A scientist, William J Ripple (who he? – Ed) tells us what really needs to be done about climate change. There’s a little phrase in there that should act as a warming. One of those big, red, flashingtopofthecopcar warning signs.
Or, in context:
transitioning to a carbon-free economy using ecological economics,
Ecological economics is that corner of economics that we know doesn’t work. It fails at the most basic level – it insists that economic growth is dependent upon the consumption of resources. As this is something not true – simply not true, it’s a complete error – the rest of the conclusions drawn from it are invalid.
Economic growth is the addition of value. We can even recast this within the language used by ecological economics itself, the difference between quantitative growth and qualitative growth. Standard economics agree that both of these can be growth because they are both the addition of value. Quantitative growth is feeding more stuff through the value addition process. Qualitative growth is adding more value to whatever we’re feeding through that process.
The ecological economics insistence is that we cannot, any longer, have quantitative growth. OK, sure, I think they’re wrong and all that but that’s not the point here. They then go on to insist that qualitative growth is the only thing we can have. Well, OK, again, perhaps I disagree but that’s another matter. The point that is true is that this is still economic growth by the normal economic definitions. We’re adding more value – it’s growth.
This truly is a gross misunderstanding of economics here. For our basic contention in the subject is that we live in a universe of scarce resources. Further, we’d like to decide how those scarce resources are to be allocated in order to maximise human utility over time. Cool. So, now we say that some more resources are limited in supply. OK, how has this changed our basic logical set up? It’s not changed it in the slightest, has it? We’ve just assigned values to some of the components of our societal equation, not changed the equation nor the manipulation of it in any manner.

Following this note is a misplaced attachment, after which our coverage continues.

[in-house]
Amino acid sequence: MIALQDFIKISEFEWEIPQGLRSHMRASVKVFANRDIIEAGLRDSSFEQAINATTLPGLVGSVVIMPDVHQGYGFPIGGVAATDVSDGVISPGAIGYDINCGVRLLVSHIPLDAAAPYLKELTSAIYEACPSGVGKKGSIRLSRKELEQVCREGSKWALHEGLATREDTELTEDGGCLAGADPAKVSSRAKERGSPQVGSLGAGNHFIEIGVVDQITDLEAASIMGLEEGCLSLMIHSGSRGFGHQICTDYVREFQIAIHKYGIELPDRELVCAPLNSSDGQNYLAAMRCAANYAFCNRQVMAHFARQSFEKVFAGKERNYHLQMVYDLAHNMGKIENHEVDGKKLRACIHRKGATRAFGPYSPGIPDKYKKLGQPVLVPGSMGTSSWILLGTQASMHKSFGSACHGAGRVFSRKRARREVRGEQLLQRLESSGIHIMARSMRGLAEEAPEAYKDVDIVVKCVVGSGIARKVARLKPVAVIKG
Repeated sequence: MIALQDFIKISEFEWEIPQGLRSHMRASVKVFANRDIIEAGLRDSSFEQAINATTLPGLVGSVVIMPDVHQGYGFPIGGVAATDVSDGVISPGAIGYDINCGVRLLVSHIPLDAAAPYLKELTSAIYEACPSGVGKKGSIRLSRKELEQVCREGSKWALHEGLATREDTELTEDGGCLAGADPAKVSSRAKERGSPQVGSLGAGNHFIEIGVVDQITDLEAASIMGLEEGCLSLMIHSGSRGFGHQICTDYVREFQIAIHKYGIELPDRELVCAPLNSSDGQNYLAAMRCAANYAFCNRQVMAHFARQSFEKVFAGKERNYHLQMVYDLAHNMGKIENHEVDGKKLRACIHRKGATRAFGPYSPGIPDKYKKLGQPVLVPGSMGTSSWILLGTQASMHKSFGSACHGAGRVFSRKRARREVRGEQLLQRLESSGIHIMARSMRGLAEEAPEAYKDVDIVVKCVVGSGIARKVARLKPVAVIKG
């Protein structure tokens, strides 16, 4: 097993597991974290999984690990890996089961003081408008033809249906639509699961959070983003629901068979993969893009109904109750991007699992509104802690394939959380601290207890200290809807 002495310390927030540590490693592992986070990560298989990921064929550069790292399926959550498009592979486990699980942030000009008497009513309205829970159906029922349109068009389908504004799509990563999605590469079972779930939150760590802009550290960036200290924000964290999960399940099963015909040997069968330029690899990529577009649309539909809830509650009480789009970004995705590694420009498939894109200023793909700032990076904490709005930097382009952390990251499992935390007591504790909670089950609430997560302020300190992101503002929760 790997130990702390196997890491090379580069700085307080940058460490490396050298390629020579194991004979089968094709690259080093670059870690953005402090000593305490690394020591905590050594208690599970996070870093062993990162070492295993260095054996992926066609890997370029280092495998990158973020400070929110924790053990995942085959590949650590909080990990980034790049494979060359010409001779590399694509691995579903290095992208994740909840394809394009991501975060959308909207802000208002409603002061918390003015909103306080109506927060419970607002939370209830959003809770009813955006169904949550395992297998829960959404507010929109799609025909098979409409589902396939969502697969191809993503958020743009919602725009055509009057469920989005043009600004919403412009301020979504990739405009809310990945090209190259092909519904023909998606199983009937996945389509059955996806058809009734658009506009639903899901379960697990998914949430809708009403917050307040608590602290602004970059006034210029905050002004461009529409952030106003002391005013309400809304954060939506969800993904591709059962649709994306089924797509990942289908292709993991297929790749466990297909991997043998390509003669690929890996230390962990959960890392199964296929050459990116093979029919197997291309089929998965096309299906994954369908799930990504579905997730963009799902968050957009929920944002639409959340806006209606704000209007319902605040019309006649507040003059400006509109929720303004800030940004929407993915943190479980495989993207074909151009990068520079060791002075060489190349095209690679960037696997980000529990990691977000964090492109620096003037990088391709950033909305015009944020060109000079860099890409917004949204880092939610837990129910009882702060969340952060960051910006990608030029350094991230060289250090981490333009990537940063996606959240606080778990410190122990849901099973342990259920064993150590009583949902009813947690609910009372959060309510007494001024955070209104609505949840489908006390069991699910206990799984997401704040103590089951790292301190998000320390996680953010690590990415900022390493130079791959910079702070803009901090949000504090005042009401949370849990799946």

This logical failure then pollutes everything else said by those who make it. For example:
Finding the solution to this problem is the focus of the World Scientists’ Warning of a Climate Emergency report I co-authored last year.
OK, in that report we get this:
Excessive extraction of materials and overexploitation of ecosystems, driven by economic growth, must be quickly curtailed to maintain long-term sustainability of the biosphere. We need a carbon-free economy that explicitly addresses human dependence on the biosphere and policies that guide economic decisions accordingly. Our goals need to shift from GDP growth and the pursuit of affluence toward sustaining ecosystems and improving human well-being by prioritizing basic needs and reducing inequality.
Still increasing by roughly 80 million people per year, or more than 200,000 per day (figure 1a–b), the world population must be stabilized—and, ideally, gradually reduced—within a framework that ensures social integrity. There are proven and effective policies that strengthen human rights while lowering fertility rates and lessening the impacts of population growth on GHG emissions and biodiversity loss. These policies make family-planning services available to all people, remove barriers to their access and achieve full gender equity, including primary and secondary education as a global norm for all, especially girls and young women (Bongaarts and O’Neill 2018)
We’ve got to stop pursuing affluence. We’ve also got to constrain fertility and thus population growth. And yet the one thing we know constrains fertility is growing affluence.
All the rich countries already have falling populations baked into the society. We’ve actually solved this problem already – if problem it is.
If you properly understand growth as being adding value – and that’s all it is – then you don’t end up tied in these knots. So, we face more constraints upon the scarce resources we can add value to, or use to add value. Hmm, OK, bit of a bummer but how are we going to continue to add value with this slight tightening of our choices in what we already agree is a universe of scarce resources?
Because economic growth, that expansion of affluence, is how we’re going to reduce fertility, isn’t it?
The important difference here is between environmental economics – studying the environment and our impact upon it using the standard tools and descriptions of economics – and ecological economics – misunderstanding economics in order to screw shit up.
A handy guide. When someone uses the phrase “ecological economics” they’re wrong. The correct reaction to someone doing so is to emit a high, keening, wail until they go away, back to their mother’s basement.